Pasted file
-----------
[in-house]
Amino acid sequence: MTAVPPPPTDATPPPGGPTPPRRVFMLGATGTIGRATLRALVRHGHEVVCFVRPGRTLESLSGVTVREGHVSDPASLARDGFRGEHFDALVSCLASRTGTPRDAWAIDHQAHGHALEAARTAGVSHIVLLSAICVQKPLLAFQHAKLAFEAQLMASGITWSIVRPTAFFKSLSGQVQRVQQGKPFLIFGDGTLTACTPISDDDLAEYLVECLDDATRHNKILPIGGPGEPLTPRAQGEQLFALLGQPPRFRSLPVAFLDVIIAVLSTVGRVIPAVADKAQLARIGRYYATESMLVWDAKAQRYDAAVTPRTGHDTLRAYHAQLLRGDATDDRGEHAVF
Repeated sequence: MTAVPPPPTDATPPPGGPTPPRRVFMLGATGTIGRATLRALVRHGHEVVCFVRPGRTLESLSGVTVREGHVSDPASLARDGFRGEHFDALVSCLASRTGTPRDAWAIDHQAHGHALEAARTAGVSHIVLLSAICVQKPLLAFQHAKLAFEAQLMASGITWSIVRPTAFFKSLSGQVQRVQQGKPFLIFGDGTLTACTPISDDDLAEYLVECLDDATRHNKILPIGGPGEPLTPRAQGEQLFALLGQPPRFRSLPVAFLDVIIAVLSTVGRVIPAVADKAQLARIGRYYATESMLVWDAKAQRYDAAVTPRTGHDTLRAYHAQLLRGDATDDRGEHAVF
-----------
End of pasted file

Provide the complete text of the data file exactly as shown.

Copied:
[in-house]
Amino acid sequence: MTAVPPPPTDATPPPGGPTPPRRVFMLGATGTIGRATLRALVRHGHEVVCFVRPGRTLESLSGVTVREGHVSDPASLARDGFRGEHFDALVSCLASRTGTPRDAWAIDHQAHGHALEAARTAGVSHIVLLSAICVQKPLLAFQHAKLAFEAQLMASGITWSIVRPTAFFKSLSGQVQRVQQGKPFLIFGDGTLTACTPISDDDLAEYLVECLDDATRHNKILPIGGPGEPLTPRAQGEQLFALLGQPPRFRSLPVAFLDVIIAVLSTVGRVIPAVADKAQLARIGRYYATESMLVWDAKAQRYDAAVTPRTGHDTLRAYHAQLLRGDATDDRGEHAVF
Repeated sequence: MTAVPPPPTDATPPPGGPTPPRRVFMLGATGTIGRATLRALVRHGHEVVCFVRPGRTLESLSGVTVREGHVSDPASLARDGFRGEHFDALVSCLASRTGTPRDAWAIDHQAHGHALEAARTAGVSHIVLLSAICVQKPLLAFQHAKLAFEAQLMASGITWSIVRPTAFFKSLSGQVQRVQQGKPFLIFGDGTLTACTPISDDDLAEYLVECLDDATRHNKILPIGGPGEPLTPRAQGEQLFALLGQPPRFRSLPVAFLDVIIAVLSTVGRVIPAVADKAQLARIGRYYATESMLVWDAKAQRYDAAVTPRTGHDTLRAYHAQLLRGDATDDRGEHAVF